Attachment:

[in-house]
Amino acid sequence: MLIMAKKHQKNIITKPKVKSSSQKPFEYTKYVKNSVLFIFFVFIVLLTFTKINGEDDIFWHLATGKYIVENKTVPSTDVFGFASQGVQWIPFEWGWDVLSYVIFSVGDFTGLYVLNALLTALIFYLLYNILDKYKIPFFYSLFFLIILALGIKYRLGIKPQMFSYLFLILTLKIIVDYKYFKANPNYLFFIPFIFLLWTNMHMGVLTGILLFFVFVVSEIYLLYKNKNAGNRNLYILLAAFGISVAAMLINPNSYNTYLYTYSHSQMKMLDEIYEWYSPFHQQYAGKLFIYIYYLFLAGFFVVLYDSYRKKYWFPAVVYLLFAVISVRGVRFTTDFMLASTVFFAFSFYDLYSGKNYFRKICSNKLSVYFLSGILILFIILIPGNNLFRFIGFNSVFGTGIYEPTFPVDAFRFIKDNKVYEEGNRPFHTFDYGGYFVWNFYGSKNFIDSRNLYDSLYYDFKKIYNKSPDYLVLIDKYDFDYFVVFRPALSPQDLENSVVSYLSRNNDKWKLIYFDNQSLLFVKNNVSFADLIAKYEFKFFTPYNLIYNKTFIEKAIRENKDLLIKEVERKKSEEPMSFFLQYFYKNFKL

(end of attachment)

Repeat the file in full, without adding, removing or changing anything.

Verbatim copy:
[in-house]
Amino acid sequence: MLIMAKKHQKNIITKPKVKSSSQKPFEYTKYVKNSVLFIFFVFIVLLTFTKINGEDDIFWHLATGKYIVENKTVPSTDVFGFASQGVQWIPFEWGWDVLSYVIFSVGDFTGLYVLNALLTALIFYLLYNILDKYKIPFFYSLFFLIILALGIKYRLGIKPQMFSYLFLILTLKIIVDYKYFKANPNYLFFIPFIFLLWTNMHMGVLTGILLFFVFVVSEIYLLYKNKNAGNRNLYILLAAFGISVAAMLINPNSYNTYLYTYSHSQMKMLDEIYEWYSPFHQQYAGKLFIYIYYLFLAGFFVVLYDSYRKKYWFPAVVYLLFAVISVRGVRFTTDFMLASTVFFAFSFYDLYSGKNYFRKICSNKLSVYFLSGILILFIILIPGNNLFRFIGFNSVFGTGIYEPTFPVDAFRFIKDNKVYEEGNRPFHTFDYGGYFVWNFYGSKNFIDSRNLYDSLYYDFKKIYNKSPDYLVLIDKYDFDYFVVFRPALSPQDLENSVVSYLSRNNDKWKLIYFDNQSLLFVKNNVSFADLIAKYEFKFFTPYNLIYNKTFIEKAIRENKDLLIKEVERKKSEEPMSFFLQYFYKNFKL